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How Many Frames Does It Take To Get To The Middle Of Ball Four?

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For those Natosphere completists out there, I've been off since Thursday and posts will be pretty infrequent until further notice. Things intervene. But one thing you should know, regardless of any situation or predicament, is that an email from my buddy Todd Webster at the Mid-Atlantic Sports Network always piques my interest. Always. And so I could not pass up commenting on this EXCITING PRESS RELEASE!!!111!!!!

MASN to Add "Super Slo Mo" Video Replay to Orioles and Nationals Home Games

New feature will launch for Tuesday's Orioles vs. Nationals game

(WASHINGTON, D.C.) - Providing fans even more access to Nationals and Orioles baseball, the Mid-Atlantic Sports Network will add "Super Slo Mo" video replays to its production of home games, starting with Tuesday's Beltway Battle at Camden Yards. While standard video cameras shoot about 24 frames per second, the "Super Slo Mo" camera shoots up to 90 frames per second, allowing at-home viewers to see incredible in-game detail.

The feature will create a unique and exciting new dimension to the game, bringing viewers closer to the action. The technology is currently being used by many national networks, but very few regional networks like MASN.

"This technology will allow viewers to see the actual stitches on the baseball as it approaches the plate. It marks another example of MASN's commitment to providing the highest-quality coverage of major league baseball to its viewers," said MASN spokesman Todd Webster.

Super Slo Mo? That's pretty wicked awesome. Reminds me of 1994 newspaper articles reminiscing about the advent of slow motion replay a generation or more earlier. So Super Slo Mo must be cutting edge. Or am I overly cynical in concluding this is all one giant euphemism writ large for "Up to Industry Standard"? I could think of someone who would say no.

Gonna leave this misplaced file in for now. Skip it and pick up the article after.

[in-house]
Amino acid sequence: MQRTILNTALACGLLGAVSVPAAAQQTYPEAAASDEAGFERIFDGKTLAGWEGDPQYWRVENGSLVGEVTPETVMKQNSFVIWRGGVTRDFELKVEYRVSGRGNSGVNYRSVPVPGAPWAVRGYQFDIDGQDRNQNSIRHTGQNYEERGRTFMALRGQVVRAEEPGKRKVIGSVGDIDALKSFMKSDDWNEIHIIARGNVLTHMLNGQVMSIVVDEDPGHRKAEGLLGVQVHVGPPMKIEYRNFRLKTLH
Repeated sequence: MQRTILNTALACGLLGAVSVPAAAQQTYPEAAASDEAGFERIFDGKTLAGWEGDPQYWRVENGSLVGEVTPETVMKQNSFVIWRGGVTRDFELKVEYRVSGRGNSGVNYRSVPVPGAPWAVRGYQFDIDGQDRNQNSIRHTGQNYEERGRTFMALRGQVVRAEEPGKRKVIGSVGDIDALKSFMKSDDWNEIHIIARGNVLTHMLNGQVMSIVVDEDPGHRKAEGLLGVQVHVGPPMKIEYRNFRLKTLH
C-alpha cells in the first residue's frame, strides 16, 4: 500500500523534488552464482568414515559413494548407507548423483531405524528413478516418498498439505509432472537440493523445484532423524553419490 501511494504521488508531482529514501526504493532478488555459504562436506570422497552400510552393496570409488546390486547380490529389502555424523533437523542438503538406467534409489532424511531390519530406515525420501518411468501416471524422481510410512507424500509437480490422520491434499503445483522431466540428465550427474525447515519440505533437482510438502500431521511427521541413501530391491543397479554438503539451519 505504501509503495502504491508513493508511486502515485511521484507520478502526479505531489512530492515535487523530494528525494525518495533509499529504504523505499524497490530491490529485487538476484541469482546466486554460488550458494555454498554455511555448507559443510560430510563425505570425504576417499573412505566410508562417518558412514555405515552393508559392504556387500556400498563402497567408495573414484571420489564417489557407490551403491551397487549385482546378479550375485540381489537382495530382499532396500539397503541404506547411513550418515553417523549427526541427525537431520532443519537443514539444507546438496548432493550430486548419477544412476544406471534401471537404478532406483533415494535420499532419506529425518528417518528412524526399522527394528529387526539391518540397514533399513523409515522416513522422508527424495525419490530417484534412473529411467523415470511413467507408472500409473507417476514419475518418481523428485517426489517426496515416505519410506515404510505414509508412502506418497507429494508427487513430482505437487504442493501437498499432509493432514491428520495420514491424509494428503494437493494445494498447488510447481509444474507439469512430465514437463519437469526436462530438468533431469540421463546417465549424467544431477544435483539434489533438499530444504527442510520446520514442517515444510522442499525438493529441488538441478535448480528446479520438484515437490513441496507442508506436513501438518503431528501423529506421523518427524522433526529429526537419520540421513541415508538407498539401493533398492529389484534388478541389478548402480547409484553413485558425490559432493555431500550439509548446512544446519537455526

Anyway, as great as this innovation is for MASN viewers in this oh-so exciting season, I can't help think what it would be like if Super Slo Mo were at their baseball watching disposal back in Nats Year One. Not that it mattered a wit or a twit, seeing as I think the only guy who could even tap into MASN back then was that Kristof guy from The Truman Show, but it would have been nice anyway.

And so I wonder, do I wonder . . .

As an added bonus, here is what all three color commentators in MASN history would have said about that play in Super Slo Mo:

Don Sutton: "And that's what happens when you try to pull a low and away changeup."

Tom Paciorek: "Woah. Glruugh."

Ron Darling: "{. . .}"

Ah, cheap attempted humor.

* * * *

I caught a few minutes of Johnny Holliday doing play-by-play while Bob Carpenter was off publishing more scorebooks or going through de-St.Louisization or learning how to judge a fly ball in RFK Stadium or whatever it was he was off doing. You know what? I must say I enjoyed Mr. Holliday. He called a steady, easy ballgame and generally got along very well with Sutton despite it being the first time the two had ever teamed up (and the first time Holliday had called a baseball game in . . . well, however long it's been).

I have a notion -- just a notion. Disagree if you wish. But if Holliday's old legs can sustain it, MASN should really switch Holliday and Carpenter. Put Bob in the studio and see if he can out-happy Ray Knight. At the very least, it would set up a different kind of Battle of the Beltways with the Orioles studio guy, Jim Hunter: Which of these cheerleading, vaguely imperceptive longtime baseball announcers is more tolerable?

On second thought, what kind of question is that? We're spoiled here in Natsland. Carpenter may not be perfect, but he's not actively odious like Jim Hunter. O's fans are truly cursed in a myriad ways, but moving Hunter to a studio is more putting lipstick on a pig than resolving a problem.